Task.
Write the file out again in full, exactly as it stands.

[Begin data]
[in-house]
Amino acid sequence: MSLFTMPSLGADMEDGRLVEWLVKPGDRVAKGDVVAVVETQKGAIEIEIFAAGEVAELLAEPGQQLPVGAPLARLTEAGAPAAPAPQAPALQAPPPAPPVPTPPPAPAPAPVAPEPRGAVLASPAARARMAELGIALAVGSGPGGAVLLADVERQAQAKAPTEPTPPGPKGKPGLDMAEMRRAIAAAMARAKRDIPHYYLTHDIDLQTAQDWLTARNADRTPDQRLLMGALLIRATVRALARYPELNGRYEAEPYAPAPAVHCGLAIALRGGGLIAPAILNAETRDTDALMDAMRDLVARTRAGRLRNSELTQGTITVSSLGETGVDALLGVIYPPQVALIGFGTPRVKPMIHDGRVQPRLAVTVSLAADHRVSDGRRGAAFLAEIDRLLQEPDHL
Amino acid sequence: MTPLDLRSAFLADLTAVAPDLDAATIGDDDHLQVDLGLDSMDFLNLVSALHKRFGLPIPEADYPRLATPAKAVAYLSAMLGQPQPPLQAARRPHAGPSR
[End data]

[in-house]
Amino acid sequence: MSLFTMPSLGADMEDGRLVEWLVKPGDRVAKGDVVAVVETQKGAIEIEIFAAGEVAELLAEPGQQLPVGAPLARLTEAGAPAAPAPQAPALQAPPPAPPVPTPPPAPAPAPVAPEPRGAVLASPAARARMAELGIALAVGSGPGGAVLLADVERQAQAKAPTEPTPPGPKGKPGLDMAEMRRAIAAAMARAKRDIPHYYLTHDIDLQTAQDWLTARNADRTPDQRLLMGALLIRATVRALARYPELNGRYEAEPYAPAPAVHCGLAIALRGGGLIAPAILNAETRDTDALMDAMRDLVARTRAGRLRNSELTQGTITVSSLGETGVDALLGVIYPPQVALIGFGTPRVKPMIHDGRVQPRLAVTVSLAADHRVSDGRRGAAFLAEIDRLLQEPDHL
Amino acid sequence: MTPLDLRSAFLADLTAVAPDLDAATIGDDDHLQVDLGLDSMDFLNLVSALHKRFGLPIPEADYPRLATPAKAVAYLSAMLGQPQPPLQAARRPHAGPSR